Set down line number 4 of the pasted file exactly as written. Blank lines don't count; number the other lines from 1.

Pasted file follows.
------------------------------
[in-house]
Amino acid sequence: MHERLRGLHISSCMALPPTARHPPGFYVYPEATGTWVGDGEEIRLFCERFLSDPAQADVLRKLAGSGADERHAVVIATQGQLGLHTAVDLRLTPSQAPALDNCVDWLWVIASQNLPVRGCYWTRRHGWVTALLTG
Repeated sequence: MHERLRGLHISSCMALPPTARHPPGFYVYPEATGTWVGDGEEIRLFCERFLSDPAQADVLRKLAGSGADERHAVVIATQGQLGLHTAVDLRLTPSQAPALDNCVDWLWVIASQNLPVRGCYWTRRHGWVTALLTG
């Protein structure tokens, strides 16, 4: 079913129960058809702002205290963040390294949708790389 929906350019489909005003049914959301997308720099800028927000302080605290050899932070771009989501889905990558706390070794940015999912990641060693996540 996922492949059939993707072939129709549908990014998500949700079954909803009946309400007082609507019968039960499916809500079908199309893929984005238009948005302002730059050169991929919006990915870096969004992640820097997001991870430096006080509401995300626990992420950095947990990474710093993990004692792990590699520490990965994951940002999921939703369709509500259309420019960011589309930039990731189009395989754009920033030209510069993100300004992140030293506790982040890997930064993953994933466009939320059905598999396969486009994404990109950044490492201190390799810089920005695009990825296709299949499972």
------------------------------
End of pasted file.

């Protein structure tokens, strides 16, 4: 079913129960058809702002205290963040390294949708790389 929906350019489909005003049914959301997308720099800028927000302080605290050899932070771009989501889905990558706390070794940015999912990641060693996540 996922492949059939993707072939129709549908990014998500949700079954909803009946309400007082609507019968039960499916809500079908199309893929984005238009948005302002730059050169991929919006990915870096969004992640820097997001991870430096006080509401995300626990992420950095947990990474710093993990004692792990590699520490990965994951940002999921939703369709509500259309420019960011589309930039990731189009395989754009920033030209510069993100300004992140030293506790982040890997930064993953994933466009939320059905598999396969486009994404990109950044490492201190390799810089920005695009990825296709299949499972």